A hand holds out a sprig of flowers. A firm grip, a sad expression, a floral offering… the story of heartbreak told through the prism of a drawing. Illustrated figures in conversation with melancholy.
With drawing, Manikam runs towards heartbreak —a response to relationships and past experiences. His work is characterised by soft palettes, subtle hues and gentle lines following the curvature of human bodies.
Brent Manikam is a 19-year-old Communication Design student at the Cape Town Creative Academy; focusing on illustration, photography and design. He creates small moments through illustrations —often combining these with handwritten texts.
The digital drawings that I make are a visual response to the emotions I experience — a creative outlet for inspiration around me. My work is largely inspired by the unique culture I feel Cape Town radiates.
Manikam has found a way to narrate deeply personal and evolving stories; though his characters often lack facial features they remain acute and expressive. His work is largely comprised of small, everyday moments; a man at the gym, a woman lounging in a pool, a lover bemoaning loneliness. Each character has its own space to breathe.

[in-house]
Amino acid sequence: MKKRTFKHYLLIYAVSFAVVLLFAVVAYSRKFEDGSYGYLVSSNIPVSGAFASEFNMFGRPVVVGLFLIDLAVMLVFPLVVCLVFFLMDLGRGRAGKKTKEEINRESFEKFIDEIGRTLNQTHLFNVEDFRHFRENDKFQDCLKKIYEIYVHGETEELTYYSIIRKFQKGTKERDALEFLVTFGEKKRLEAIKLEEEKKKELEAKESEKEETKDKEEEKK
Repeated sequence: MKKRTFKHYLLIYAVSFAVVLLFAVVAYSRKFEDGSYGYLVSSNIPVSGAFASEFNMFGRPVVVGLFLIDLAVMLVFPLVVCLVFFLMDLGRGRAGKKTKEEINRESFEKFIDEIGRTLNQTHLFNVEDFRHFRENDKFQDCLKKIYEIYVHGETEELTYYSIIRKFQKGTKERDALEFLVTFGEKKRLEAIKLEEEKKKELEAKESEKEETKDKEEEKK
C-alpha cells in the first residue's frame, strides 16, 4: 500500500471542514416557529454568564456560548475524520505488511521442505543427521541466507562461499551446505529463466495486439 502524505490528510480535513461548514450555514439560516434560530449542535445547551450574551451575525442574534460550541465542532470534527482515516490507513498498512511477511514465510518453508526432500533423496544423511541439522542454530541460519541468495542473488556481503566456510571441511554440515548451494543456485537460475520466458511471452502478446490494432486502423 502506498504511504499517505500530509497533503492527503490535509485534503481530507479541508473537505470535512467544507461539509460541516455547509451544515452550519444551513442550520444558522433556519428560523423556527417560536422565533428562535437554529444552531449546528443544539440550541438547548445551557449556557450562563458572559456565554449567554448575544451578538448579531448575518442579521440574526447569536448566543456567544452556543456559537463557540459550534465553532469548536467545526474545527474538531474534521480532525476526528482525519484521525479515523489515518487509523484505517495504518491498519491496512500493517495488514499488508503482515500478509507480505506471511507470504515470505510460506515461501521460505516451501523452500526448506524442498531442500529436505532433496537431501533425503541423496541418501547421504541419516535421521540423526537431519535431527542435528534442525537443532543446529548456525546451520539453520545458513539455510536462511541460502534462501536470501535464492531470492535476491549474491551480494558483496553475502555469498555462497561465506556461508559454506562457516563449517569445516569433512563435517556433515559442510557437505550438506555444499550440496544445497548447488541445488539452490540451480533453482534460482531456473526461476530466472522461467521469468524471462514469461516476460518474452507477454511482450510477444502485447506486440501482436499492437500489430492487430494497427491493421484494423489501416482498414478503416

The illustrations I make are an extension of myself. My style is open to change and therefore forever changing. I try to capture the characters I draw to the fullest, depicting what I see to the rest of the world. Sometimes I have an interesting image in my head; I sketch it out and illustrate it the next day.
Drawing from his own personal stories, Manikam offers an intimate and credible voice. Harnessing the delicate power of lines, tonal areas, washes and non-linear marks, he articulates loose and seductive narratives causing the mind to wander and drift slowly towards pensive sadness. The rough-edged brush strokes become a means of production as well as a theme; emulating the grainy overlays that often result from film photography.
Before I started illustrating, I was obsessed with photography, specifically film photography. This has influenced my style of illustrating.
The blurred contours of repeated ideas in Manikam’s drawings allow a form of consolation. A presentation of personal stories become a way to validate our experiences and to signify our existence. This permits the discovery of new languages to express joy, pain and personal struggles.